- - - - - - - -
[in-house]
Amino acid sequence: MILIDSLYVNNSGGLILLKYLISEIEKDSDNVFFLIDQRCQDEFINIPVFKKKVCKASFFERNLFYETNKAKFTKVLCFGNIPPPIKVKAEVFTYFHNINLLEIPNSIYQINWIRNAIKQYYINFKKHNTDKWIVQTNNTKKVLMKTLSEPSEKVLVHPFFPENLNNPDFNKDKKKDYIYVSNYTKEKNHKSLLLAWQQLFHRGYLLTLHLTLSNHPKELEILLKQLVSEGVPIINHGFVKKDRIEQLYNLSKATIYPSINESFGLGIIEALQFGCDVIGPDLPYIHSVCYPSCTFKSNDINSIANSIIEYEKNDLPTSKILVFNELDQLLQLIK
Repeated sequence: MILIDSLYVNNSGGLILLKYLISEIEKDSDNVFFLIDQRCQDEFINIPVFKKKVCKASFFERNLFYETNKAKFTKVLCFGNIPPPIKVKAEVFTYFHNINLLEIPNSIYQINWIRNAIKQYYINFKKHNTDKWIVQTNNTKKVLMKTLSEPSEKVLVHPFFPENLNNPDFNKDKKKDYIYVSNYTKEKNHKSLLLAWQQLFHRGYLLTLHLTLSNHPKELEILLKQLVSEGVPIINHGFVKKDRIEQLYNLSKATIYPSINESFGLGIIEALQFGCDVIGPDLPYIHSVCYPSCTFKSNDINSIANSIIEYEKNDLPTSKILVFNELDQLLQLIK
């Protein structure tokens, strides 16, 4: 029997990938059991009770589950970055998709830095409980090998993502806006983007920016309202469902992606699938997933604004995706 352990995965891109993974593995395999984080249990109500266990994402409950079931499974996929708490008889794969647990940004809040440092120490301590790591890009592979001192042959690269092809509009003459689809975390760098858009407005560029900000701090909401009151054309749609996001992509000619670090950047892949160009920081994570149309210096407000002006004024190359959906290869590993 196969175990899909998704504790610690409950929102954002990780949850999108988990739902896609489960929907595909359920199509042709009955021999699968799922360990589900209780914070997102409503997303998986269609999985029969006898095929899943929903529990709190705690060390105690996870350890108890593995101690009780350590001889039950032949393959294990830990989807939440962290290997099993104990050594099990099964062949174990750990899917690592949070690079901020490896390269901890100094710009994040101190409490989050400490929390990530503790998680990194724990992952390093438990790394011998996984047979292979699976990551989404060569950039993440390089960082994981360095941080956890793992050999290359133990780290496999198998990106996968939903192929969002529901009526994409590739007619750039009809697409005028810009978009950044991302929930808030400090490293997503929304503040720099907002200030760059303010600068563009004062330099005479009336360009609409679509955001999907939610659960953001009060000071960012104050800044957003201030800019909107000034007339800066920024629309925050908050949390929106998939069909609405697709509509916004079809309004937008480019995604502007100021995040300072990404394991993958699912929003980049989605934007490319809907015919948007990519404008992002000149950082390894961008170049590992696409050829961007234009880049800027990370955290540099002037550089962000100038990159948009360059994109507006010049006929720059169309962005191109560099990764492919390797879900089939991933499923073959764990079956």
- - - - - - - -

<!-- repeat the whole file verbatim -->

[in-house]
Amino acid sequence: MILIDSLYVNNSGGLILLKYLISEIEKDSDNVFFLIDQRCQDEFINIPVFKKKVCKASFFERNLFYETNKAKFTKVLCFGNIPPPIKVKAEVFTYFHNINLLEIPNSIYQINWIRNAIKQYYINFKKHNTDKWIVQTNNTKKVLMKTLSEPSEKVLVHPFFPENLNNPDFNKDKKKDYIYVSNYTKEKNHKSLLLAWQQLFHRGYLLTLHLTLSNHPKELEILLKQLVSEGVPIINHGFVKKDRIEQLYNLSKATIYPSINESFGLGIIEALQFGCDVIGPDLPYIHSVCYPSCTFKSNDINSIANSIIEYEKNDLPTSKILVFNELDQLLQLIK
Repeated sequence: MILIDSLYVNNSGGLILLKYLISEIEKDSDNVFFLIDQRCQDEFINIPVFKKKVCKASFFERNLFYETNKAKFTKVLCFGNIPPPIKVKAEVFTYFHNINLLEIPNSIYQINWIRNAIKQYYINFKKHNTDKWIVQTNNTKKVLMKTLSEPSEKVLVHPFFPENLNNPDFNKDKKKDYIYVSNYTKEKNHKSLLLAWQQLFHRGYLLTLHLTLSNHPKELEILLKQLVSEGVPIINHGFVKKDRIEQLYNLSKATIYPSINESFGLGIIEALQFGCDVIGPDLPYIHSVCYPSCTFKSNDINSIANSIIEYEKNDLPTSKILVFNELDQLLQLIK
């Protein structure tokens, strides 16, 4: 029997990938059991009770589950970055998709830095409980090998993502806006983007920016309202469902992606699938997933604004995706 352990995965891109993974593995395999984080249990109500266990994402409950079931499974996929708490008889794969647990940004809040440092120490301590790591890009592979001192042959690269092809509009003459689809975390760098858009407005560029900000701090909401009151054309749609996001992509000619670090950047892949160009920081994570149309210096407000002006004024190359959906290869590993 196969175990899909998704504790610690409950929102954002990780949850999108988990739902896609489960929907595909359920199509042709009955021999699968799922360990589900209780914070997102409503997303998986269609999985029969006898095929899943929903529990709190705690060390105690996870350890108890593995101690009780350590001889039950032949393959294990830990989807939440962290290997099993104990050594099990099964062949174990750990899917690592949070690079901020490896390269901890100094710009994040101190409490989050400490929390990530503790998680990194724990992952390093438990790394011998996984047979292979699976990551989404060569950039993440390089960082994981360095941080956890793992050999290359133990780290496999198998990106996968939903192929969002529901009526994409590739007619750039009809697409005028810009978009950044991302929930808030400090490293997503929304503040720099907002200030760059303010600068563009004062330099005479009336360009609409679509955001999907939610659960953001009060000071960012104050800044957003201030800019909107000034007339800066920024629309925050908050949390929106998939069909609405697709509509916004079809309004937008480019995604502007100021995040300072990404394991993958699912929003980049989605934007490319809907015919948007990519404008992002000149950082390894961008170049590992696409050829961007234009880049800027990370955290540099002037550089962000100038990159948009360059994109507006010049006929720059169309962005191109560099990764492919390797879900089939991933499923073959764990079956």